The discussion paper makes a point of highlighting complaints by the two main business groups—the Australian Chamber of Commerce and Industry (ACCI) and the Business Council of Australia (BCA)—about the “regulatory burdens” and “compliance costs” produced by the complexity of the federal and state tax system. The BCA claimed its members had to deal with 21 federal taxes, 33 state taxes and 2 local government imposts.

The document’s other main preoccupation is with driving up the workforce participation rate, under conditions where the proportion of the population in paid work is “currently at an all-time high”. In other words, although unprecedented debt and other financial pressures have already compelled record numbers of people, particularly women, to join the workforce, the government is mooting further tax and welfare measures to create more welfare-to-work “incentives”.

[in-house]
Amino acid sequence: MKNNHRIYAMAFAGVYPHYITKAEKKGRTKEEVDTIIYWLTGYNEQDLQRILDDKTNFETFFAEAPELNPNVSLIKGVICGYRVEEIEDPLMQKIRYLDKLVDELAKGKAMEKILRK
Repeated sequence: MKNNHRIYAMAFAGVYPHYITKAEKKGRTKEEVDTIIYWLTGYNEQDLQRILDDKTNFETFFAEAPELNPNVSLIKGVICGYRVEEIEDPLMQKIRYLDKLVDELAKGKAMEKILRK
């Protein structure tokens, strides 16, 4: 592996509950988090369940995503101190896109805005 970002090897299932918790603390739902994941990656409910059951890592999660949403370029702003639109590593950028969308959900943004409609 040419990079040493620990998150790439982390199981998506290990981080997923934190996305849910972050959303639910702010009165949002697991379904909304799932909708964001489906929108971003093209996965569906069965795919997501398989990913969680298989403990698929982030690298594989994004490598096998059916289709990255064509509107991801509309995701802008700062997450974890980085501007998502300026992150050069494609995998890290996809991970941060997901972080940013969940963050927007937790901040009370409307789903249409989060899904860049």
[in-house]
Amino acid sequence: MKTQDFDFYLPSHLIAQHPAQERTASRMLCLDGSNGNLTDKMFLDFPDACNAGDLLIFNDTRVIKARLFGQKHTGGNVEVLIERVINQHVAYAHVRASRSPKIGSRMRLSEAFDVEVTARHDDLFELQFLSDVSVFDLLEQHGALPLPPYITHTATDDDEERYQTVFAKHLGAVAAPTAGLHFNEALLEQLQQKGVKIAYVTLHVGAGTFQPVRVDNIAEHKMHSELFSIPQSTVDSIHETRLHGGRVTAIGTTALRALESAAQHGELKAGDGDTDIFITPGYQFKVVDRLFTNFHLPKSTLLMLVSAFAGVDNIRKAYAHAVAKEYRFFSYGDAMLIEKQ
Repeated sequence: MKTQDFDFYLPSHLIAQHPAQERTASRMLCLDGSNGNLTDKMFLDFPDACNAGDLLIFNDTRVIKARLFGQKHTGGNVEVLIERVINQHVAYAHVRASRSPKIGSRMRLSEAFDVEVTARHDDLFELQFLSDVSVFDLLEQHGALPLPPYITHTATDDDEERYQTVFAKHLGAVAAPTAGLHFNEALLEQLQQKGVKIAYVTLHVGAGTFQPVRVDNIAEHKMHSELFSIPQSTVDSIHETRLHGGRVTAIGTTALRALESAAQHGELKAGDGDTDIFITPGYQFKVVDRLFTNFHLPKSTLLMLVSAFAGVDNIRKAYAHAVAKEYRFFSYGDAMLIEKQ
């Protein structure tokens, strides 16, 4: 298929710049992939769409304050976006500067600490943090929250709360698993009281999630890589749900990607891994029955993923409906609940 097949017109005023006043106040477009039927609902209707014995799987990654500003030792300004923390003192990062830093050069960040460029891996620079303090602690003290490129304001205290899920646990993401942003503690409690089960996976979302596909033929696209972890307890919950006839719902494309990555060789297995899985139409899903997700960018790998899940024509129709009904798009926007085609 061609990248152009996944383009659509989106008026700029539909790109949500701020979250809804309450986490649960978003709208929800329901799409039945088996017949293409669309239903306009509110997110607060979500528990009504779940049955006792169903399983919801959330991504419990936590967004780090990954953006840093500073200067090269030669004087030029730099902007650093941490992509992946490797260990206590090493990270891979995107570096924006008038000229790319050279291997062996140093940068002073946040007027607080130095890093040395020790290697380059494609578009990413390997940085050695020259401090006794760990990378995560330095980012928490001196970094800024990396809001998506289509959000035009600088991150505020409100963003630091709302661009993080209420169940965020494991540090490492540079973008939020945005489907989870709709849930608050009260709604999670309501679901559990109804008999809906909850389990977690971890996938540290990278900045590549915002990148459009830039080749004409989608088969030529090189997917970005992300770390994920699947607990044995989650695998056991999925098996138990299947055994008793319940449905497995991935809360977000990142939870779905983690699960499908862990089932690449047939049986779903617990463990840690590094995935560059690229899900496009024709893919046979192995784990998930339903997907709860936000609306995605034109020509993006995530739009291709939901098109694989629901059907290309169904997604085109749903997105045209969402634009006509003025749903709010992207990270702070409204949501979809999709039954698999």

In particular, the paper notes that family assistance programs had produced disincentives, via high effective tax rates, to seeking work. It also asserts that the tax and welfare system is the most aggressively redistributive (from rich to poor) of any OECD country. It further warns that the level of federal “cash transfers” (welfare and financial assistance payments)—about $70 billion or 6.8 percent of GDP in 2006-07—would rise to 7.1 percent of GDP over the next 40 years through the anticipated ageing of the population, combined with longer life expectancies.

The report makes no specific recommendations, but its thrust is clear: one way or the other, hundreds of thousands of people, including stay-at-home mothers, single parents, the disabled and long-term unemployed, should be pushed into the labour market, primarily to carry out low-paid and menial work. Inevitably, this will mean cutting welfare benefits, which are already below the poverty line (single pensioners subsist on $273 a week, and the unemployed on less).